Foxes Island, Sauvignon Blanc, 2012

  Foxes Island

Foxes Island, Sauvignon Blanc

Contains Sulphites.

About Foxes Island

The highly respected New Zealand winemaker John Belsham, formerly of Nobilo and Hunters, founded Foxes Island in 1992 to focus on exquisitely made, regionally expressive wines; exactly what he had learned to do in France. The estate’s name comes from a period, prior to the late 1800’s, when the Wairau and Opawa rivers would occasionally flood the Wairau Plains of Marlborough, New Zealand. Fortunately an island area consistently stood above the raging flood waters, providing explorers, herdsman and travelers a dry respite. The infamous Sir William Fox, a controversial politician, writer and explorer regularly passed over the island to negotiate with the native Maori people. John initially made the wines for Foxes Island from his Rapaura vineyard on the Wairau Plains and produced the very first Fox wine: Chardonnay, vintage 1992. In search of a Pinot Noir site, Belsham identified the overgrown and neglected 20 hectare Awatere property in 1998 and envisaged the Belsham Awatere Estate. With seven distinct terraces and exceptional soil profiles, the land was planted primarily to Pinot Noir along with select blocks dedicated to Chardonnay, Sauvignon Blanc and Riesling. 20 years on, Belsham’s passion for producing exceptional wines has yet to wane; limited in production and genuinely hand crafted, all the wines hold pride of place at the Fox house.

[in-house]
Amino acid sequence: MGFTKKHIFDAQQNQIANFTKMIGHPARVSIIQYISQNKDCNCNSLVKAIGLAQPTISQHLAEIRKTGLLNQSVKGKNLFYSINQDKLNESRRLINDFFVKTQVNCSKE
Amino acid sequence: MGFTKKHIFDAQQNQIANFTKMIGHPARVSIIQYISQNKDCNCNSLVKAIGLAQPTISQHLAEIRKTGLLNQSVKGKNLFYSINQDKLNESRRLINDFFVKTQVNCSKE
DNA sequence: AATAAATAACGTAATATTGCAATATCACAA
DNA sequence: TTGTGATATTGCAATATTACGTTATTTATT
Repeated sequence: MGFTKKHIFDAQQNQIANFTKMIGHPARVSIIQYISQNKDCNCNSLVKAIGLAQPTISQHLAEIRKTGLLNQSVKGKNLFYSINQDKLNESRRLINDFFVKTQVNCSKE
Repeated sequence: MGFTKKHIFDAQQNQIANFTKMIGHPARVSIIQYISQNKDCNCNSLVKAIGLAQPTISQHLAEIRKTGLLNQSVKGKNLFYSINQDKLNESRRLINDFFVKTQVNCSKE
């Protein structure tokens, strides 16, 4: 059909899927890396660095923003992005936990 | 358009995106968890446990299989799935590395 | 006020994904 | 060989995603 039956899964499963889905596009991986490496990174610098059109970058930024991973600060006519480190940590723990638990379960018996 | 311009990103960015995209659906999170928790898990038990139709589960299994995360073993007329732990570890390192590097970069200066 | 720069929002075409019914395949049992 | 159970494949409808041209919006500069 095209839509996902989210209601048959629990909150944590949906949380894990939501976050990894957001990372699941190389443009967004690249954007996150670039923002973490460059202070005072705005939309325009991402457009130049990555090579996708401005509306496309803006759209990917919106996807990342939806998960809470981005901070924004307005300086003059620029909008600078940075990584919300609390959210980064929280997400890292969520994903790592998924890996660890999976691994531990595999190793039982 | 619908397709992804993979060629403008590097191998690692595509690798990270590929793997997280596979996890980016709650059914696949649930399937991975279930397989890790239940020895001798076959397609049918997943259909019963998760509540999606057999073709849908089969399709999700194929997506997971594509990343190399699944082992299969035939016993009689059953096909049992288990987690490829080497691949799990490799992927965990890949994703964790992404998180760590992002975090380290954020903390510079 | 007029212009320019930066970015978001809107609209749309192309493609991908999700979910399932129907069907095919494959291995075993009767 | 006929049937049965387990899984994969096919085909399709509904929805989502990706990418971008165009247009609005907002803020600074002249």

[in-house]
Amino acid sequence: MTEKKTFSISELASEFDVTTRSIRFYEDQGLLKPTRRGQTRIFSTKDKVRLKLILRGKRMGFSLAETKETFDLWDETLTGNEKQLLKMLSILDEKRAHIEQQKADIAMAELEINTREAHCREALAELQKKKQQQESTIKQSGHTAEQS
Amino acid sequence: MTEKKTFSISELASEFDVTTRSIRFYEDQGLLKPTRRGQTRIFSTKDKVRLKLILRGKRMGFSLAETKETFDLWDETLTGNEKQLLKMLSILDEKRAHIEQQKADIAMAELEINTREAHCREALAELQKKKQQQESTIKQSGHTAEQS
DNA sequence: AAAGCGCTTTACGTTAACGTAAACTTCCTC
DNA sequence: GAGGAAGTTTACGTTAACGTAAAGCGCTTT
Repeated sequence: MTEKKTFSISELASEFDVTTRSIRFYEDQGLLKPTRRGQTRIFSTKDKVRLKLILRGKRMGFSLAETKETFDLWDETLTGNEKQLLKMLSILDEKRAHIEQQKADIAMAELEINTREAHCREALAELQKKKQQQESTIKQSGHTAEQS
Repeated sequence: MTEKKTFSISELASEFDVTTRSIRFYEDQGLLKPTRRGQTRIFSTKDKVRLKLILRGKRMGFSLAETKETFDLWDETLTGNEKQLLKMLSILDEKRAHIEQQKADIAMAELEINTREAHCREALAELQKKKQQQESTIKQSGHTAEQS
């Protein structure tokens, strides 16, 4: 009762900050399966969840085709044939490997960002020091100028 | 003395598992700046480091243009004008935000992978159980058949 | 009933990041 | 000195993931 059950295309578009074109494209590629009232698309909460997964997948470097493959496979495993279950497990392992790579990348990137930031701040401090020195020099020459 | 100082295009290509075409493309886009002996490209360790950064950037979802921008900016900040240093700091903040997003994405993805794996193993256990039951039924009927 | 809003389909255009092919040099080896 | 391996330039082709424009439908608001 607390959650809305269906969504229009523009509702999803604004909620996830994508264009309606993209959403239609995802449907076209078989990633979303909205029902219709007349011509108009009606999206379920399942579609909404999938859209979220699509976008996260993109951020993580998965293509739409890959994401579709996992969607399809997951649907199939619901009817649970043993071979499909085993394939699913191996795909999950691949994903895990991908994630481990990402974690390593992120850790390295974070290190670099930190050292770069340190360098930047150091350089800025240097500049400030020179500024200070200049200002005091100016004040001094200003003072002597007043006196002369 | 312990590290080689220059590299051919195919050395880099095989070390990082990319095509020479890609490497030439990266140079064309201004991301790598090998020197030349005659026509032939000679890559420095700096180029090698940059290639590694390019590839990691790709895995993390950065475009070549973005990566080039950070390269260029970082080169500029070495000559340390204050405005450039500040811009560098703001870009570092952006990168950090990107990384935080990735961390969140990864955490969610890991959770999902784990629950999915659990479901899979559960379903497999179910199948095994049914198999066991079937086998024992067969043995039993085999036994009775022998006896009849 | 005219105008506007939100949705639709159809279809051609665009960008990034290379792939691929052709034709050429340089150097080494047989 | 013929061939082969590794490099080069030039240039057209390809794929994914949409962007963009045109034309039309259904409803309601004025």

Appellation: Marlborough

Marlborough sits at the tip of the South Island is the largest of New Zealands big three wine regions. Situated in a large flat valley floor with deep gravel and silt beds, summers are dry and nights often cool. Sauvignon Blanc is the grape the region is most famous for, though much of what is produced here is sold off in bulk to large commercial producers.

Grape Type: Sauvignon Blanc

There are various styles of Sauvignon Blanc from the fragrant, fresh Loire Valley style reminiscent of cut-grass, gooseberry, flint and nettles, to the contrasting Bordeaux-style, often blended with Semillon and Muscadelle and barrel-fermented to produce the richer, if less assertive, food friendly dry whites of Pessac-Leognan in the Graves. At the same time, it is also a vital component in the sweet, rich and luscious whites of Sauternes and Barsac. As a dry wine it has sprung to particular fame in New Zealand where it is made in a very pungent, expressive style with notes of kiwi passion fruit and mango. While South Africa has also had great success with the variety. Generally considered for youthful consumption, age-worthy examples can be found in Bordeaux, and the Loire from the likes of Didier Dagueneau and François Cotat.